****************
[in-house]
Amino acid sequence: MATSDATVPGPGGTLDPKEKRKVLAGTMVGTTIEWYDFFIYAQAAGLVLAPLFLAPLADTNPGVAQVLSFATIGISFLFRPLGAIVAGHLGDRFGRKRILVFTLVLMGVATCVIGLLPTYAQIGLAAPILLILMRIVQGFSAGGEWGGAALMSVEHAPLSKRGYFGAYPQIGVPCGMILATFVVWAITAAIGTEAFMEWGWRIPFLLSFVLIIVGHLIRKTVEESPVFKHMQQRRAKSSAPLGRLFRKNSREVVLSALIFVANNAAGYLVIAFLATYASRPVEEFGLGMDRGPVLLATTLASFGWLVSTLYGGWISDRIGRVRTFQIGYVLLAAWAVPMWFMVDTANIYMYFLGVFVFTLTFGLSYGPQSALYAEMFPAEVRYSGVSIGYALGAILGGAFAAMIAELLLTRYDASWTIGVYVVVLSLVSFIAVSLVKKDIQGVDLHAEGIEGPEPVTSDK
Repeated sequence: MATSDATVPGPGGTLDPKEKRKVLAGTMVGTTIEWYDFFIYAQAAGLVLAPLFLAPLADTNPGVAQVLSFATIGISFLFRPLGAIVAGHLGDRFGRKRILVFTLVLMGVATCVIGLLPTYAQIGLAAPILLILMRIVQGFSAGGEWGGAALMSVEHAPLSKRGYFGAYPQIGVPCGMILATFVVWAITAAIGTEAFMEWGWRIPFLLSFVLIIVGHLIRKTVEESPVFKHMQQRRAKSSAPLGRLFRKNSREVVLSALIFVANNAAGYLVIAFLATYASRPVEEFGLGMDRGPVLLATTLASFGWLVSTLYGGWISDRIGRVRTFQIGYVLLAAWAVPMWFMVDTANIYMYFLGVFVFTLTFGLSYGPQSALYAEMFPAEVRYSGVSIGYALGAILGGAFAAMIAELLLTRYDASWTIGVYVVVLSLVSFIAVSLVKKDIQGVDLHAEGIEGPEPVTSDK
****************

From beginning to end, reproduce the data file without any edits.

[in-house]
Amino acid sequence: MATSDATVPGPGGTLDPKEKRKVLAGTMVGTTIEWYDFFIYAQAAGLVLAPLFLAPLADTNPGVAQVLSFATIGISFLFRPLGAIVAGHLGDRFGRKRILVFTLVLMGVATCVIGLLPTYAQIGLAAPILLILMRIVQGFSAGGEWGGAALMSVEHAPLSKRGYFGAYPQIGVPCGMILATFVVWAITAAIGTEAFMEWGWRIPFLLSFVLIIVGHLIRKTVEESPVFKHMQQRRAKSSAPLGRLFRKNSREVVLSALIFVANNAAGYLVIAFLATYASRPVEEFGLGMDRGPVLLATTLASFGWLVSTLYGGWISDRIGRVRTFQIGYVLLAAWAVPMWFMVDTANIYMYFLGVFVFTLTFGLSYGPQSALYAEMFPAEVRYSGVSIGYALGAILGGAFAAMIAELLLTRYDASWTIGVYVVVLSLVSFIAVSLVKKDIQGVDLHAEGIEGPEPVTSDK
Repeated sequence: MATSDATVPGPGGTLDPKEKRKVLAGTMVGTTIEWYDFFIYAQAAGLVLAPLFLAPLADTNPGVAQVLSFATIGISFLFRPLGAIVAGHLGDRFGRKRILVFTLVLMGVATCVIGLLPTYAQIGLAAPILLILMRIVQGFSAGGEWGGAALMSVEHAPLSKRGYFGAYPQIGVPCGMILATFVVWAITAAIGTEAFMEWGWRIPFLLSFVLIIVGHLIRKTVEESPVFKHMQQRRAKSSAPLGRLFRKNSREVVLSALIFVANNAAGYLVIAFLATYASRPVEEFGLGMDRGPVLLATTLASFGWLVSTLYGGWISDRIGRVRTFQIGYVLLAAWAVPMWFMVDTANIYMYFLGVFVFTLTFGLSYGPQSALYAEMFPAEVRYSGVSIGYALGAILGGAFAAMIAELLLTRYDASWTIGVYVVVLSLVSFIAVSLVKKDIQGVDLHAEGIEGPEPVTSDK